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Bryce Chadwick is an associate in the Government Contracts, Investigations and International Trade Practice Group in the firm's Washington, D.C. office.

On Monday, May 14, 2019, the Supreme Court issued a decision essentially expanding by four years the time available for private suits to be brought by relators under the False Claims Act (“FCA”), regardless of whether the Government decides to intervene. In Cochise Consultancy, Inc. v. United States ex rel. Hunt, No. 18-315, 2019 WL 2078086 (U.S. May 13, 2019), plaintiff-relator Billy Joe Hunt filed a complaint on November 27, 2013, alleging two defense contractors (collectively, “Cochise”) violated the FCA in 2006 and 2007 by submitting false claims for payment under a subcontract providing security services in Iraq. The United States declined to intervene, and Cochise moved to dismiss the complaint, arguing that the action was barred under the FCA’s statute of limitations clause, 31 U.S.C. § 3731.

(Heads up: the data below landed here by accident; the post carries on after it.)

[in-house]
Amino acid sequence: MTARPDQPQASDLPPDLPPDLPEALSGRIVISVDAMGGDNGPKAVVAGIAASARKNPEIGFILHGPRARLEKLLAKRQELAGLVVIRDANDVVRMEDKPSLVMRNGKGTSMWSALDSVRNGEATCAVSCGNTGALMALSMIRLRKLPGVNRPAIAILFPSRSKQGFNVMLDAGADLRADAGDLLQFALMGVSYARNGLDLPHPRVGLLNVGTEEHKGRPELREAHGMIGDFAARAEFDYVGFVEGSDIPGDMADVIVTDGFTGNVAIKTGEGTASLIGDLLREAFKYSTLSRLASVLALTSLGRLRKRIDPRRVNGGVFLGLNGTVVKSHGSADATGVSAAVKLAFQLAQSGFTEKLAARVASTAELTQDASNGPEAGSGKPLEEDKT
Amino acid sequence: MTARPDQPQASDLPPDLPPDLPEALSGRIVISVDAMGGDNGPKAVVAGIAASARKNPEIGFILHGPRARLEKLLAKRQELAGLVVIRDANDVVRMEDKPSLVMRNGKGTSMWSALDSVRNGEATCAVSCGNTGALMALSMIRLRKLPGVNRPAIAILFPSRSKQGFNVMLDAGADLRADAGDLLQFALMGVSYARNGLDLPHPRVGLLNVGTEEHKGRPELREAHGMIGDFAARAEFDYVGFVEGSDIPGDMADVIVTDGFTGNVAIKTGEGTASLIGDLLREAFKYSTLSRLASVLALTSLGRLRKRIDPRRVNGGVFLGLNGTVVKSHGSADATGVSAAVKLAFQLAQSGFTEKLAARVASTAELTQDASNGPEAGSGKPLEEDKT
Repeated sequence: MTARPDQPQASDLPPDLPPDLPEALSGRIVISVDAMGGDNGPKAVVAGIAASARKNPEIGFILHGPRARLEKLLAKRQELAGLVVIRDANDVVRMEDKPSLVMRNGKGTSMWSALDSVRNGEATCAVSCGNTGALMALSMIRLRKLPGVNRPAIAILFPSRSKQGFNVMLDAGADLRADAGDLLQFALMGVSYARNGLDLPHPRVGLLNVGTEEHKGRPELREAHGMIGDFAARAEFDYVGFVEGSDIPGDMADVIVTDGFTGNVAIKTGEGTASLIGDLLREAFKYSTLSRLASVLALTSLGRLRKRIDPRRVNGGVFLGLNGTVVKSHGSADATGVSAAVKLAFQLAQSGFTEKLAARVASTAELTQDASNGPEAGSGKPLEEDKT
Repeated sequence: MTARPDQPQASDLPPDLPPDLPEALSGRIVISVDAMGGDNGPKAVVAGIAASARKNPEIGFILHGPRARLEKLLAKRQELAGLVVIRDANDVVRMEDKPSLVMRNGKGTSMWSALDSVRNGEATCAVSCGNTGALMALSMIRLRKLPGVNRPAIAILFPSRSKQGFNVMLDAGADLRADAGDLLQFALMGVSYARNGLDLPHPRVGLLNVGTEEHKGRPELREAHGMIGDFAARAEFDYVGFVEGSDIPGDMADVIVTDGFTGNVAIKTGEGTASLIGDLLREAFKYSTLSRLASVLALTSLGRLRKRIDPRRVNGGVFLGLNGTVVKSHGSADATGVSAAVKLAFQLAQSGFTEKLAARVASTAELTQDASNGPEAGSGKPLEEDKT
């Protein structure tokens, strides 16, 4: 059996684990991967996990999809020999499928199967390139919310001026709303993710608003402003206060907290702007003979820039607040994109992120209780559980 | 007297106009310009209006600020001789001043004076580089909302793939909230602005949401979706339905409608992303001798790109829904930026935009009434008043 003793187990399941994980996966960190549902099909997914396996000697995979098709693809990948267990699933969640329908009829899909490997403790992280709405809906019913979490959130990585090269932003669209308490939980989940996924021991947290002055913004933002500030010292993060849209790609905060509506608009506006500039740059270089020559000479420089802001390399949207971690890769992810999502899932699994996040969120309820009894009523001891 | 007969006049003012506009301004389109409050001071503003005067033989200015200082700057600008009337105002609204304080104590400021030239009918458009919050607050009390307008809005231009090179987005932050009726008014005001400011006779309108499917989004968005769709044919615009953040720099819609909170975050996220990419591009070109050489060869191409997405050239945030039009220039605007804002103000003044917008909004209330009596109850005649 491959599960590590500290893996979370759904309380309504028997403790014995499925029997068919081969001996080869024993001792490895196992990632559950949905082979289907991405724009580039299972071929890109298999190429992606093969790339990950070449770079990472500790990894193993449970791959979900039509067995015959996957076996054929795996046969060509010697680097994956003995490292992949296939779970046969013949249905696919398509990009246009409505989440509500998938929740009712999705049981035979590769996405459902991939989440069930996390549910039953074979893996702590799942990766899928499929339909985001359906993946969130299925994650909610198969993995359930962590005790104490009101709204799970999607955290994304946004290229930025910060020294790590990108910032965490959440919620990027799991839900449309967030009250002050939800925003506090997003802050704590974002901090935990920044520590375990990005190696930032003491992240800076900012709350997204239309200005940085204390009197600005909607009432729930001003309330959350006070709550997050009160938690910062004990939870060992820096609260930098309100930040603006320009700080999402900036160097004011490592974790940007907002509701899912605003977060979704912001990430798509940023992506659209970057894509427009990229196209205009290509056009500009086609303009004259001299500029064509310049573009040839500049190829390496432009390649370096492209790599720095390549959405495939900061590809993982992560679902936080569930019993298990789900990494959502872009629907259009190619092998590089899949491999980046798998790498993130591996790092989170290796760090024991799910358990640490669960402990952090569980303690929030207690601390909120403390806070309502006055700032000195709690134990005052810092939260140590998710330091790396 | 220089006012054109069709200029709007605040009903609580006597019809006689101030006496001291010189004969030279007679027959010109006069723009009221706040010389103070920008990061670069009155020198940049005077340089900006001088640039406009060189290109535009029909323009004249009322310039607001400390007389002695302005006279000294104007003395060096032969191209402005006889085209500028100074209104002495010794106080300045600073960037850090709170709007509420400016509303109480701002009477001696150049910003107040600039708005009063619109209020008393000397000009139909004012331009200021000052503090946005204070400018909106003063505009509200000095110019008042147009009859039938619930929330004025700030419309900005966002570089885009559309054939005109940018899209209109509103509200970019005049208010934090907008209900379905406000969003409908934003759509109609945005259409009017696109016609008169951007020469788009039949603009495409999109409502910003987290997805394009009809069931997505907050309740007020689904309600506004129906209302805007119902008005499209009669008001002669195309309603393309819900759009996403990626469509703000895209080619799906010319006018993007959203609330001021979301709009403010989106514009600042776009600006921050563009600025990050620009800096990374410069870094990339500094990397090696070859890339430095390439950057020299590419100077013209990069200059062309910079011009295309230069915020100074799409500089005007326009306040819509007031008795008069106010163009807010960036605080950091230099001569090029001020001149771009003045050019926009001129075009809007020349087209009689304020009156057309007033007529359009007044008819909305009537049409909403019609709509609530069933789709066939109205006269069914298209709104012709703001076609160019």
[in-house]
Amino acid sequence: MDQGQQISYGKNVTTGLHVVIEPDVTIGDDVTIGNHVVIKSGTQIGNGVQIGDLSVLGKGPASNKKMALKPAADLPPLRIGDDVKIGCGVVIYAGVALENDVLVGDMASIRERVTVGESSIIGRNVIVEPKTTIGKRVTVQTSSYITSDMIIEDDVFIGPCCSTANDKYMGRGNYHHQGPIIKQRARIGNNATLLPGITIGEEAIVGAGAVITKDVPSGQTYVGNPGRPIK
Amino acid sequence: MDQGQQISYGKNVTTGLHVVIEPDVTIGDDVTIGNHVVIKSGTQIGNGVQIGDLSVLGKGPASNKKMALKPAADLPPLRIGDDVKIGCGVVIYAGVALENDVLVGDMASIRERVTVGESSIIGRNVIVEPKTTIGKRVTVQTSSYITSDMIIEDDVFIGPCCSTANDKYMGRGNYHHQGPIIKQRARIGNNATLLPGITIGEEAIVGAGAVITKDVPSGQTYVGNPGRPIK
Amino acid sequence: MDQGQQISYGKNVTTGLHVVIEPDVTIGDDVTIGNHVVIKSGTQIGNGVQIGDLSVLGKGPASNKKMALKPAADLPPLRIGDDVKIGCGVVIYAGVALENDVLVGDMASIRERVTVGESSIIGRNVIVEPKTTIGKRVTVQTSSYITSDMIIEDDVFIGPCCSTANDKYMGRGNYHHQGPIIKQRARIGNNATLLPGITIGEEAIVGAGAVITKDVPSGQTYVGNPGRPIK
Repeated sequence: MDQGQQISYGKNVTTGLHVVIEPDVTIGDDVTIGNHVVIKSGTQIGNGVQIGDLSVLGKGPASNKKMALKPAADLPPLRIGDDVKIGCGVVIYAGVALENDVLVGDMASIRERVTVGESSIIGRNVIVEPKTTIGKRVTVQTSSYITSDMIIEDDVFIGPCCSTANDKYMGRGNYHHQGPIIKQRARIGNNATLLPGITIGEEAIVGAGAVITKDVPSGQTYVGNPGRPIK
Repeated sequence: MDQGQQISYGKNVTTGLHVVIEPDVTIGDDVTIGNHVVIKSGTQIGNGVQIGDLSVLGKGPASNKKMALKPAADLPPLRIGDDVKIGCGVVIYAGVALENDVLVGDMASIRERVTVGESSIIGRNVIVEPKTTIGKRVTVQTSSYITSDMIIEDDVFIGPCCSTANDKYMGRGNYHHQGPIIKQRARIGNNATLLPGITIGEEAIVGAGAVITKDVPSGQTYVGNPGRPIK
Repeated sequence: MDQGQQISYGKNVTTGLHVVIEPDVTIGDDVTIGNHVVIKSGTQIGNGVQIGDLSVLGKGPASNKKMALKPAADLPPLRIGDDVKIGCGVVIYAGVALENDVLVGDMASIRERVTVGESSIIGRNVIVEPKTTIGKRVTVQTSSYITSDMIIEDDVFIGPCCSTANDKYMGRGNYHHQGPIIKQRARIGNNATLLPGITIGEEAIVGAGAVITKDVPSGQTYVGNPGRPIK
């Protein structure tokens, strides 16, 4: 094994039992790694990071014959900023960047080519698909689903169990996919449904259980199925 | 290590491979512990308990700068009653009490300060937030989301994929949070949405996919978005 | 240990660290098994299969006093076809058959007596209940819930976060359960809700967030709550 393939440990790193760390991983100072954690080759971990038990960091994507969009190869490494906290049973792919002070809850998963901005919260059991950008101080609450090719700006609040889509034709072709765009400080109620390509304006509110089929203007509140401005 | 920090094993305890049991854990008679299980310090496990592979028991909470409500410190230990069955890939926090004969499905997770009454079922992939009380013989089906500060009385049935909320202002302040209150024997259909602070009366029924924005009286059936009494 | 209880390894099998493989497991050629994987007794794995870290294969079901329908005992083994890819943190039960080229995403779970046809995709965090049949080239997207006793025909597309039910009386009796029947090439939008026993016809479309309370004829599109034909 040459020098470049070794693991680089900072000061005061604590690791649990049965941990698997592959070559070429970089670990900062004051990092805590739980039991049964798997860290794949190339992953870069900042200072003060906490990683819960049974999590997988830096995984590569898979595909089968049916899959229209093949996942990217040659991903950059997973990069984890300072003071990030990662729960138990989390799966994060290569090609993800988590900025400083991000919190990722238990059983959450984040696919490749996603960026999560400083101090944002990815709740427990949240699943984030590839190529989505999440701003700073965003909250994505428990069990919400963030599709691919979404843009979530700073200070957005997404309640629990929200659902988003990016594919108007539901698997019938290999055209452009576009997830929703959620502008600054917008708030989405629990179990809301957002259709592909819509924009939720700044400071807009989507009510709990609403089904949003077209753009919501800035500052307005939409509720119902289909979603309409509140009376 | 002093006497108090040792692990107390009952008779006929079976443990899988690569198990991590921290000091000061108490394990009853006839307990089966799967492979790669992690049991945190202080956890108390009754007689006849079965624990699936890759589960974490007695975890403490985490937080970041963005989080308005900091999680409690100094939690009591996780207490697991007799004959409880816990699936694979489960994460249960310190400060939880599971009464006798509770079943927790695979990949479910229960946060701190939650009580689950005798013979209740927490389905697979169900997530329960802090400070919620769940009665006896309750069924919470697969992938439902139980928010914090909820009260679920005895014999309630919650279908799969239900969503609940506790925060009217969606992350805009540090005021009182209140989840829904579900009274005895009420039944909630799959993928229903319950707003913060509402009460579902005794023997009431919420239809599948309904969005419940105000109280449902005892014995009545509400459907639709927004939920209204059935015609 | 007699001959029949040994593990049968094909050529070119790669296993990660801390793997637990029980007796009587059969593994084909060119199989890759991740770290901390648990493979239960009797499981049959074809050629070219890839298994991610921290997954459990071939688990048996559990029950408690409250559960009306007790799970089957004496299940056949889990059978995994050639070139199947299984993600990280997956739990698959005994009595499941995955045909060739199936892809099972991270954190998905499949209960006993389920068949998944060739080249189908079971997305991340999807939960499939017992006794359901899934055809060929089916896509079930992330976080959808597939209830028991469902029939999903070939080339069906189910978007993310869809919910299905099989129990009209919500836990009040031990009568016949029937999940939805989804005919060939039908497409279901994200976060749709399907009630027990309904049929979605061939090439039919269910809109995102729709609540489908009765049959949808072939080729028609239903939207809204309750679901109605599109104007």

Continue Reading Supreme Court Addresses False Claims Act Statute of Limitations

The United States District Court of the Eastern District of Pennsylvania recently issued a decision unsealing a False Claims Act case over the objections of the government, the relator and the defendant.[1] In United States ex. Rel. Brasher v. Pentec Health, Inc. No. 13-05745, 2018 WL 5003474 (E.D.P.A. Oct. 16, 2018), a case initially filed five years ago, the government filed a motion to continue the seal – which happened to be its eleventh such motion – arguing that additional time was necessary, in part, to finalize its decision whether to intervene in the action, as well as to pursue settlement options. The Court disagreed.
Continue Reading District Court Determines that the Eleventh Time is NOT the Charm